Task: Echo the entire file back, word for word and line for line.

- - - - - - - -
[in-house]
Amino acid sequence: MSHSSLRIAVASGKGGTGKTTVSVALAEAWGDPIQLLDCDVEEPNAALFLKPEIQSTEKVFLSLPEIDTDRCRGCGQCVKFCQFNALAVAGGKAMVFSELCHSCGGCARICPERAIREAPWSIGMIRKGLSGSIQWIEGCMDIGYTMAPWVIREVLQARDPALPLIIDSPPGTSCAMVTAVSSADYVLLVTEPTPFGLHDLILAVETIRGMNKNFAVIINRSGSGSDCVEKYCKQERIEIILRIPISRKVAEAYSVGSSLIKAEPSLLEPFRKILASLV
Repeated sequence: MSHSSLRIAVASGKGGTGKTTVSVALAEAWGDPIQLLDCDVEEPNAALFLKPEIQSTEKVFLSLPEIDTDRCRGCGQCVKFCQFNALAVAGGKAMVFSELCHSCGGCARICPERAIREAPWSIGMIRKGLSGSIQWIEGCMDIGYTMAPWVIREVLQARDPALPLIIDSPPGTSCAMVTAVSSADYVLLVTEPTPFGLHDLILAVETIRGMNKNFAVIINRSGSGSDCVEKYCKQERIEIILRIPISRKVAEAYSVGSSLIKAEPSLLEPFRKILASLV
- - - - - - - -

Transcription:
[in-house]
Amino acid sequence: MSHSSLRIAVASGKGGTGKTTVSVALAEAWGDPIQLLDCDVEEPNAALFLKPEIQSTEKVFLSLPEIDTDRCRGCGQCVKFCQFNALAVAGGKAMVFSELCHSCGGCARICPERAIREAPWSIGMIRKGLSGSIQWIEGCMDIGYTMAPWVIREVLQARDPALPLIIDSPPGTSCAMVTAVSSADYVLLVTEPTPFGLHDLILAVETIRGMNKNFAVIINRSGSGSDCVEKYCKQERIEIILRIPISRKVAEAYSVGSSLIKAEPSLLEPFRKILASLV
Repeated sequence: MSHSSLRIAVASGKGGTGKTTVSVALAEAWGDPIQLLDCDVEEPNAALFLKPEIQSTEKVFLSLPEIDTDRCRGCGQCVKFCQFNALAVAGGKAMVFSELCHSCGGCARICPERAIREAPWSIGMIRKGLSGSIQWIEGCMDIGYTMAPWVIREVLQARDPALPLIIDSPPGTSCAMVTAVSSADYVLLVTEPTPFGLHDLILAVETIRGMNKNFAVIINRSGSGSDCVEKYCKQERIEIILRIPISRKVAEAYSVGSSLIKAEPSLLEPFRKILASLV